In proposals likely to infuriate Germany, the EU executive will this month urge an end to Europe's last rail monopolies and so open the lucrative passenger market to competition from 2019.

The toughest opposition to the European Commission plan is likely to come from Germany and its rail giant Deutsche Bahn.

But France's SNCF railways and Italy's FS too are keenly awaiting a package of proposals described by the Commission as "enormous", comprising six lots of draft legislation, one report and two so-called EU "communications".

The package is expected to be formally agreed and released by the European Union executive on January 23 or January 30, with the aim of opening up the around 60-billion-euro market in annual passenger traffic by 2019.

But to do so, Brussels is expected to call on the railways to be split between an infrastructure management side, that is the rails and network system, from actual train operation.

A controversial decision this week by Belgium's Socialist-led government to follow this model schema was therefore welcomed by the Commission in hopes it will prod others, including Italy and Poland, into following the same path.

But the Belgian decision means the loss of an ally for Germany, which wants to maintain the structure of Deutsche Bahn, which also runs track owner DB Netz.

Germany can still count on the support of Austria, which has 10 votes of a total 345 on the EU Council of the governments of the 27-nation bloc, and Luxembourg's four votes to add to its own 29.

But it would need a total 90 to make up a blocking minority.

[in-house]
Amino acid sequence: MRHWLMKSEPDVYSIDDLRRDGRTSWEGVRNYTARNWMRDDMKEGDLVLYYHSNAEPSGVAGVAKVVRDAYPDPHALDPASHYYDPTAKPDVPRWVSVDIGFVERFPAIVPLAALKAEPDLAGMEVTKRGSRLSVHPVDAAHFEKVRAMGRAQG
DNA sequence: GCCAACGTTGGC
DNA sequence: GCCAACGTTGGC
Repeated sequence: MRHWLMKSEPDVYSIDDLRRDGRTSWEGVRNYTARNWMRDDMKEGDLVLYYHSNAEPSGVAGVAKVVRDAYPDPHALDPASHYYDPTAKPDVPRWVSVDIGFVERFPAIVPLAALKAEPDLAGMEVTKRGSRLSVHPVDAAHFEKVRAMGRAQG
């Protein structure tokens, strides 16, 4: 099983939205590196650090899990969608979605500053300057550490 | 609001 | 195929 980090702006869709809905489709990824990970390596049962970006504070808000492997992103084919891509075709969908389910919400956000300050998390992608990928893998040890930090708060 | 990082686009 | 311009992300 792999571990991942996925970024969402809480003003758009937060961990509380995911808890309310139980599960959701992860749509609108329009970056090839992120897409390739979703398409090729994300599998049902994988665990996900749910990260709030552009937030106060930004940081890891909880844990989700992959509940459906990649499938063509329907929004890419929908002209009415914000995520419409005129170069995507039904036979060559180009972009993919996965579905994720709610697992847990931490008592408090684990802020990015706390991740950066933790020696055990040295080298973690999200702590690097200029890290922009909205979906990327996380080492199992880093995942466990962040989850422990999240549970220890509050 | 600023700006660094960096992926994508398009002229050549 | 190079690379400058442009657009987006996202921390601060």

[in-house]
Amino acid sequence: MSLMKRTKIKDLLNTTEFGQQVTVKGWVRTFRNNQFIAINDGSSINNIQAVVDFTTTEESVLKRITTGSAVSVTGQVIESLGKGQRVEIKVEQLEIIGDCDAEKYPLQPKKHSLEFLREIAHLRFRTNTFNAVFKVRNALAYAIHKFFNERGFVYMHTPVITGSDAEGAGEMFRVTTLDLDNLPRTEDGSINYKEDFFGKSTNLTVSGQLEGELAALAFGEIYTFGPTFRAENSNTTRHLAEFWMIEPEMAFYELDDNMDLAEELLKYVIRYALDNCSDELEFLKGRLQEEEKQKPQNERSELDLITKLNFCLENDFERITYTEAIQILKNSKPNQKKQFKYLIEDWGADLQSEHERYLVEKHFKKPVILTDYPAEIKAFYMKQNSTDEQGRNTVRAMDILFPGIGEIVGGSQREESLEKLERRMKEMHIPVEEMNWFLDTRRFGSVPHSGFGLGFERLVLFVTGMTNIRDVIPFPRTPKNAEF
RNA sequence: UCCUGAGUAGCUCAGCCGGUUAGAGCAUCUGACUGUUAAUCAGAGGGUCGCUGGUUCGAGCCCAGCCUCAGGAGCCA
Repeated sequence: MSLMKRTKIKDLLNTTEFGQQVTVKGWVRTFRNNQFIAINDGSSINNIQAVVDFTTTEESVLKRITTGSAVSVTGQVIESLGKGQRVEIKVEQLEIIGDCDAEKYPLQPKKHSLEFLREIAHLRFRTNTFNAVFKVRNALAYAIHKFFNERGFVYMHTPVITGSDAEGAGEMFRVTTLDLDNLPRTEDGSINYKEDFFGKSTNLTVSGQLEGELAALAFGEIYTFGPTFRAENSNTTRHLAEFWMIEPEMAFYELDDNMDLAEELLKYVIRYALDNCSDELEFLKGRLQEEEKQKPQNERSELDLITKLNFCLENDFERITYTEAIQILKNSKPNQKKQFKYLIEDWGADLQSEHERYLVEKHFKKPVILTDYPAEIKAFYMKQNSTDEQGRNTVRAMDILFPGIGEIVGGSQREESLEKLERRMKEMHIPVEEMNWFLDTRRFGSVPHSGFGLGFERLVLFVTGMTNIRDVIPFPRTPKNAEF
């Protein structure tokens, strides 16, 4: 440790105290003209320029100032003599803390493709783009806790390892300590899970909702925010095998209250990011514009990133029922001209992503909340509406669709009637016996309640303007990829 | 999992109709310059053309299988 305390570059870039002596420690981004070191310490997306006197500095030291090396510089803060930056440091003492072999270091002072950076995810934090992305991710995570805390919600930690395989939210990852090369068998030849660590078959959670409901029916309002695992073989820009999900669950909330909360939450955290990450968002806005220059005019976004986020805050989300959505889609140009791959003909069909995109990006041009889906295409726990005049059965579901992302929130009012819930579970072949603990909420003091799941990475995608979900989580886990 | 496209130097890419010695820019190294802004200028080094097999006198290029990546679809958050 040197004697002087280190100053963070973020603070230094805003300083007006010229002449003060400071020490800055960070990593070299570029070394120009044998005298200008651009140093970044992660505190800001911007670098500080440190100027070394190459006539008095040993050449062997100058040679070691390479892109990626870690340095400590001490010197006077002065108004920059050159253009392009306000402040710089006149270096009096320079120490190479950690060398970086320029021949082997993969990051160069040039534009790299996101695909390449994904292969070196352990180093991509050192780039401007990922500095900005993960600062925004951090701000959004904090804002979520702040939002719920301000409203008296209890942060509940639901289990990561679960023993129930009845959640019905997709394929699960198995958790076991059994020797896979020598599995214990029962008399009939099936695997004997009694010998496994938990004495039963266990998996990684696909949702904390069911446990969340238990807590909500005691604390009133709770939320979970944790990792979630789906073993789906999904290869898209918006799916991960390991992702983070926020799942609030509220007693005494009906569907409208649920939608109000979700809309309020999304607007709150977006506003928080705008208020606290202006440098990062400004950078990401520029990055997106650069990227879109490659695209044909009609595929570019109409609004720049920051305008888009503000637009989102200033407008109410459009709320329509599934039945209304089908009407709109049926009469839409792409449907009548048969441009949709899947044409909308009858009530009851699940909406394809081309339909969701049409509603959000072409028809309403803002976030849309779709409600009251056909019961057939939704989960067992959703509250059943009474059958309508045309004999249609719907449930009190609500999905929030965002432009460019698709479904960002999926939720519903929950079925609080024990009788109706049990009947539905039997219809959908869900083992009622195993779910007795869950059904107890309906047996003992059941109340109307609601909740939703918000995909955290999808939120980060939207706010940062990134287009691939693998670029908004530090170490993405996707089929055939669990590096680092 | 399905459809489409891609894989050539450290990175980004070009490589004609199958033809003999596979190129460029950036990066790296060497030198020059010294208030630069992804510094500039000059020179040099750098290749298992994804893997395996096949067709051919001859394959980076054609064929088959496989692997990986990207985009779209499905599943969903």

The Netherlands (13 votes) and the Czech Republic (12 votes) meanwhile are under pressure from their rail operators to return to the German single system, but even their support would likely still leave Germany short.

So France, with its 29 votes, could play a crucial role in the future of European rail.

Officials in Brussels say Paris' position remains ambiguous.

The new French Socialist government has said it plans to create a "single, unified infrastructure management entity" gathering together the current activities of RFF, SNCF Infra and DCF, the dispatching and traffic management authority.

This new infrastructure entity would be complemented by legacy operator SNCF at the heart of a "publicly-funded railway cluster compatible with European regulations."

Experts in Brussels say this a priori resembles the German model. "But when one looks closely at the details, this interpretation becomes less sure," said one expert who asked not to be identified.

So hopes are that France in the last instance will be influenced by Belgium.

Its Transport Minister Paul Magnette said SNCB will in the future be the only operator in direct contact with passenger services, while Infrabel will be responsible for the development and maintenance of the tracks as well as being in charge of the timetable.

Meanwhile, Deutsche Bahn chief Rudiger Grube is expected to try to delay a decision ahead of 2014 European elections and the naming of a new European commission.